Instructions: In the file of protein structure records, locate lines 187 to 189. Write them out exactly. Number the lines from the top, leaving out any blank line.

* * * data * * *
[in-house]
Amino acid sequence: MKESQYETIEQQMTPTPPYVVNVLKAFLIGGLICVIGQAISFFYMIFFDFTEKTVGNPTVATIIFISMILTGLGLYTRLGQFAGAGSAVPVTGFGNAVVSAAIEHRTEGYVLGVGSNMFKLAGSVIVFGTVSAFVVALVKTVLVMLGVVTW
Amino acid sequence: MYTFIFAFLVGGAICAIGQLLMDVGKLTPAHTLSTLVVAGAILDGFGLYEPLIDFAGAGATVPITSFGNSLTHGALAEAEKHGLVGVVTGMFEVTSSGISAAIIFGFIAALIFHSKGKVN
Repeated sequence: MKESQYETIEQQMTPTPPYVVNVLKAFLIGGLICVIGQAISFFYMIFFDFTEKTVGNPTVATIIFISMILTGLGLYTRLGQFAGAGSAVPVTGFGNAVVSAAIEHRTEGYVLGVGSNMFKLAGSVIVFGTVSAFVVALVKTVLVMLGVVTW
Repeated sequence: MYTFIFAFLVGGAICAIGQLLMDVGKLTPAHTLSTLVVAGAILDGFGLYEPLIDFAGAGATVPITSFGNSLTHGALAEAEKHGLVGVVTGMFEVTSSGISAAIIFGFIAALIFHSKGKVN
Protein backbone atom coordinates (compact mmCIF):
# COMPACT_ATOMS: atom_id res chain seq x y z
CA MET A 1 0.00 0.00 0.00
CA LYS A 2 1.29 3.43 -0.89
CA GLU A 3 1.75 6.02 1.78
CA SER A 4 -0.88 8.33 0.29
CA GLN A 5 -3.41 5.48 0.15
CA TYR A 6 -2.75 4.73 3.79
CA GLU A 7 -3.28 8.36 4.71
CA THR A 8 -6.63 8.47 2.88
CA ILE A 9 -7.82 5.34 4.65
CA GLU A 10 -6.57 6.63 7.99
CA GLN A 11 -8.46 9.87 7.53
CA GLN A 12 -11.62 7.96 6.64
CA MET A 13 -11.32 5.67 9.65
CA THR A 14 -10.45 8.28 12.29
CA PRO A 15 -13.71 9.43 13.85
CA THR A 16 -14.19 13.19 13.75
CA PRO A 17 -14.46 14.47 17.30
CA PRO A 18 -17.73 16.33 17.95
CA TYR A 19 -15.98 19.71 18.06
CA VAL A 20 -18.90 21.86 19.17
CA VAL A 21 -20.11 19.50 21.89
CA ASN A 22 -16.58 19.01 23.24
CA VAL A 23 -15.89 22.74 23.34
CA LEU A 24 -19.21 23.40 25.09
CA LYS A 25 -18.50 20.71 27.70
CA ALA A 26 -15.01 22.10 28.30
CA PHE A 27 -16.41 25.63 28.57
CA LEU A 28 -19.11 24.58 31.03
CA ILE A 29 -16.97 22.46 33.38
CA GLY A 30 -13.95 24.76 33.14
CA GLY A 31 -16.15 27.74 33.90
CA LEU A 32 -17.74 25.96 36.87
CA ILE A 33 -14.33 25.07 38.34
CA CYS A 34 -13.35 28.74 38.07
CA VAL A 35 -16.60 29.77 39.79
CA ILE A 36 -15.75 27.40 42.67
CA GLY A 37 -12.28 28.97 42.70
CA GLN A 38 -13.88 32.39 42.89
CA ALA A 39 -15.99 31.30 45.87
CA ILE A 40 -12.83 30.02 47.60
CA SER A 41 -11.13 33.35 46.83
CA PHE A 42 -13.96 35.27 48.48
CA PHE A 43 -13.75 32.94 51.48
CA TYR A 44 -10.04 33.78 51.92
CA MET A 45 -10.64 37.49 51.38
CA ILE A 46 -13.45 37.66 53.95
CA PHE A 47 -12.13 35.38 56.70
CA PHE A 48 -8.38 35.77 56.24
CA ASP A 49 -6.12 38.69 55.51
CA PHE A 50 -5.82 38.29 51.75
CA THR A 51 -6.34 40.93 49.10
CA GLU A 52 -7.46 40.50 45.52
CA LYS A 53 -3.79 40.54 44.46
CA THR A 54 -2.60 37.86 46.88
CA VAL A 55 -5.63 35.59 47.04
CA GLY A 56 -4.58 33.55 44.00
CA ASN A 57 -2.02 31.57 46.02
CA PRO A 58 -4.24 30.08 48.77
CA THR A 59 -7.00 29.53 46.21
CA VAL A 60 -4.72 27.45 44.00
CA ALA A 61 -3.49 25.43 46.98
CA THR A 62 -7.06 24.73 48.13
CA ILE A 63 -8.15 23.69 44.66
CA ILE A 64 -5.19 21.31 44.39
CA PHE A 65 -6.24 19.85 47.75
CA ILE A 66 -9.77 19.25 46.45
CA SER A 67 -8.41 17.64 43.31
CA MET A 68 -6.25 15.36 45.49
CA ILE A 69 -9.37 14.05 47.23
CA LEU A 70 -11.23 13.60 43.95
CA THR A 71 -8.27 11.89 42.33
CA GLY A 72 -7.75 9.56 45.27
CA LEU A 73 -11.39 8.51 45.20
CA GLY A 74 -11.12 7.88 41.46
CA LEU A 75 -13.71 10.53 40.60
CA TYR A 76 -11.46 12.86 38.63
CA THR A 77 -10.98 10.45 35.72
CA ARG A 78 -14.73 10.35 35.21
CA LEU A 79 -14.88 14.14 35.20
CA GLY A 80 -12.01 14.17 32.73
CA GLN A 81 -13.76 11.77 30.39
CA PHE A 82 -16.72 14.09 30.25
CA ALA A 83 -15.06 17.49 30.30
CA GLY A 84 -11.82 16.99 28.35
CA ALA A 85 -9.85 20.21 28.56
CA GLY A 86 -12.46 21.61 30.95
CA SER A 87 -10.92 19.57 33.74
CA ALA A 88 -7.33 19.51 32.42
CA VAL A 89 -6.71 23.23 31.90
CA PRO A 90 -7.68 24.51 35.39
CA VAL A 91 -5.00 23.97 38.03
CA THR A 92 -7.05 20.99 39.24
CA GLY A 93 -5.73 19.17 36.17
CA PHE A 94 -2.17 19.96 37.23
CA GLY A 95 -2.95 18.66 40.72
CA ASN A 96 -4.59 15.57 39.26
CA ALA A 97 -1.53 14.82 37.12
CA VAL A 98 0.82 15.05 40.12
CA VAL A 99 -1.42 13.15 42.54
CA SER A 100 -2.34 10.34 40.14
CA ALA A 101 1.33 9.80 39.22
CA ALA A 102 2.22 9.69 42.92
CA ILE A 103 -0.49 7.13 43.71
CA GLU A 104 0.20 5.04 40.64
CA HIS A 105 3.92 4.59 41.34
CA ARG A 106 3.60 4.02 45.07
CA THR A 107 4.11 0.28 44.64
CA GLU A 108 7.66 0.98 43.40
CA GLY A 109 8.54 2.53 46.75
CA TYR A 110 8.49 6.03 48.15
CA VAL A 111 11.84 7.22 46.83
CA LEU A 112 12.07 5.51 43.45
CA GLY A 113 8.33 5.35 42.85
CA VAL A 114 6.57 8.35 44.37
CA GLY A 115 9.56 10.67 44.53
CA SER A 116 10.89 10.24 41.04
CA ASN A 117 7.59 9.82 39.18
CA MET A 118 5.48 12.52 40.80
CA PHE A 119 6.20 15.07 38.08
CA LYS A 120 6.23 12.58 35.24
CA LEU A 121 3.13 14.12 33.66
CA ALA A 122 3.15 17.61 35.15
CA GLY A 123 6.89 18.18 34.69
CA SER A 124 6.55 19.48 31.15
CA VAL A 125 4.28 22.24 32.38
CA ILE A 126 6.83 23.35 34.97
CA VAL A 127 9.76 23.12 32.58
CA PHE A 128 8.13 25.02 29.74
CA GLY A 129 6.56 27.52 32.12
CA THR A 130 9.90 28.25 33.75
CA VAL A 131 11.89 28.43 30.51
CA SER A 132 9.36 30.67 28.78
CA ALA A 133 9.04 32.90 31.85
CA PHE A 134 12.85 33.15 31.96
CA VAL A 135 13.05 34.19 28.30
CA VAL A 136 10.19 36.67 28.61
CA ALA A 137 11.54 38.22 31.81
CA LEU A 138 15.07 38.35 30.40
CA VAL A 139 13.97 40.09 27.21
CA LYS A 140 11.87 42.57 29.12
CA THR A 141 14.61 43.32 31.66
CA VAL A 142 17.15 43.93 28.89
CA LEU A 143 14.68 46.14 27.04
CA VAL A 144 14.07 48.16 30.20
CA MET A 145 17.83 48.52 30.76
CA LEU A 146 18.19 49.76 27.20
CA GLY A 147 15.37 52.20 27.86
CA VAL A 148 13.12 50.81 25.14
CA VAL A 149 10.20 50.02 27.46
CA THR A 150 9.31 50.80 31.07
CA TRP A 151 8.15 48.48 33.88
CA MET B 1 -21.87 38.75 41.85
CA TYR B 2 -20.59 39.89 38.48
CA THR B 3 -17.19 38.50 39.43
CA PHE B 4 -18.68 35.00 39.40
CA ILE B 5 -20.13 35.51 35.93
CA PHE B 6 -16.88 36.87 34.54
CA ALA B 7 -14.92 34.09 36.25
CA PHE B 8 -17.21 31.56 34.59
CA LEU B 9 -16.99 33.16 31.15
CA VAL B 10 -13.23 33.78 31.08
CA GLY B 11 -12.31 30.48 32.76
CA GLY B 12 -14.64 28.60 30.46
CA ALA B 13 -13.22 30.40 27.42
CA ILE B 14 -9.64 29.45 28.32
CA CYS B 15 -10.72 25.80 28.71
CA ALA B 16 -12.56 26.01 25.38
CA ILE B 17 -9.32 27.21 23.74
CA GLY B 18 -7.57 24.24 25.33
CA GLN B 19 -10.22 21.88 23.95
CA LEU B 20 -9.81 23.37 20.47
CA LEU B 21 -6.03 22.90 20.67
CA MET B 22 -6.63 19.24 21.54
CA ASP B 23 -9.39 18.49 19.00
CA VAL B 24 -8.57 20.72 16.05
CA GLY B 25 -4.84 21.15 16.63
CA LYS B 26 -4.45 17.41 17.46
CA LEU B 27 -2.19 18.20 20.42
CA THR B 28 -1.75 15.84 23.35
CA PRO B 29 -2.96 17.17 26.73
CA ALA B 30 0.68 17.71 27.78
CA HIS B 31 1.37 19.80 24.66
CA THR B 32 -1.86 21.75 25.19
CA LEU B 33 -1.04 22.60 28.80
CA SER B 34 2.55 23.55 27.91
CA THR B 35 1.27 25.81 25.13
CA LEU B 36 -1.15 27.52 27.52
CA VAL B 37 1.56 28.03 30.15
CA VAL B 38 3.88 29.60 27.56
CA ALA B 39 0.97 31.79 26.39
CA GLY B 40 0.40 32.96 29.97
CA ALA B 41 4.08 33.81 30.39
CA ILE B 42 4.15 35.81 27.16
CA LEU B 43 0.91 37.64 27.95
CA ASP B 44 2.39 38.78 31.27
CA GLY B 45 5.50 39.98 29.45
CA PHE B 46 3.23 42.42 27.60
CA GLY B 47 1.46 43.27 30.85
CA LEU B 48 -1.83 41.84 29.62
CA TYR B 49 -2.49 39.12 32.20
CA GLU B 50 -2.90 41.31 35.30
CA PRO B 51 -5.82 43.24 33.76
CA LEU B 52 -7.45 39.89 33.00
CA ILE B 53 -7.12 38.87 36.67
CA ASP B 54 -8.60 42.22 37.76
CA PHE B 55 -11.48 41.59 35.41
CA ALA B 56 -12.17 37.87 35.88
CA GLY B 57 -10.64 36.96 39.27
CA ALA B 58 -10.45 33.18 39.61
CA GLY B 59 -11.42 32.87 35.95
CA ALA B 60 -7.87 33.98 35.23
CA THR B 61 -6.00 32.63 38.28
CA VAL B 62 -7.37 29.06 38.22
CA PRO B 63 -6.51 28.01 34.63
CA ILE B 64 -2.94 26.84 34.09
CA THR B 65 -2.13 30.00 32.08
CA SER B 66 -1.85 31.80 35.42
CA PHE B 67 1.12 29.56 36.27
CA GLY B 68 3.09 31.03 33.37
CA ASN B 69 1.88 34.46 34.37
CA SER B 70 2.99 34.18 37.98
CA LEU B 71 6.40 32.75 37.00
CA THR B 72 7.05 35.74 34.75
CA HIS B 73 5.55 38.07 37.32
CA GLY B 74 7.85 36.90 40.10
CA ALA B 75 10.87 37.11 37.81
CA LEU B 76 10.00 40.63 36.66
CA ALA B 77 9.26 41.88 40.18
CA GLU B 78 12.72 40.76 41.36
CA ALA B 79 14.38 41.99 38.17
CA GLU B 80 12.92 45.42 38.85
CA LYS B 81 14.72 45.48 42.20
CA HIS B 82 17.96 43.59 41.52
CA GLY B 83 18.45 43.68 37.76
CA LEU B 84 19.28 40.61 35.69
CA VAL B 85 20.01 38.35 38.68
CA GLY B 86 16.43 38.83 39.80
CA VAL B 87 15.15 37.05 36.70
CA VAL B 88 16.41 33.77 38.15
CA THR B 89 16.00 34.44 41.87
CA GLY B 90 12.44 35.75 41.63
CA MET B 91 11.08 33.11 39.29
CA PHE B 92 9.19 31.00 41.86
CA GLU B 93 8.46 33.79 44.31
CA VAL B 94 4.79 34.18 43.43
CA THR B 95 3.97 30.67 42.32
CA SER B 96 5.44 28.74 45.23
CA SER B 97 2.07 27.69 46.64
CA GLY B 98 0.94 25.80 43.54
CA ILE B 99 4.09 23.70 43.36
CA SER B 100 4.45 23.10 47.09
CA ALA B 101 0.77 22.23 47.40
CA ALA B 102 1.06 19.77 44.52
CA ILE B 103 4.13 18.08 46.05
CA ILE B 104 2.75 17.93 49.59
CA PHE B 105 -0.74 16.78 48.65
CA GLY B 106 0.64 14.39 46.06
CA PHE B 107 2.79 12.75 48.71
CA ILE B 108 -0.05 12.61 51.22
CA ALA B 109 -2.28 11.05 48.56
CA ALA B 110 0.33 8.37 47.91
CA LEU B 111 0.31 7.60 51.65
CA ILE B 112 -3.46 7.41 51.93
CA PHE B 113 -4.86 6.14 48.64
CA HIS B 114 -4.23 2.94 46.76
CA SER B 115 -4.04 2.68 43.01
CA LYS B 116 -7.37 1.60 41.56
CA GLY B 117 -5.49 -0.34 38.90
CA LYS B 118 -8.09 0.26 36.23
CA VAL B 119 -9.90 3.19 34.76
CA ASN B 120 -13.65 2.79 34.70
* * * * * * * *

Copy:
CA PRO B 29 -2.96 17.17 26.73
CA ALA B 30 0.68 17.71 27.78
CA HIS B 31 1.37 19.80 24.66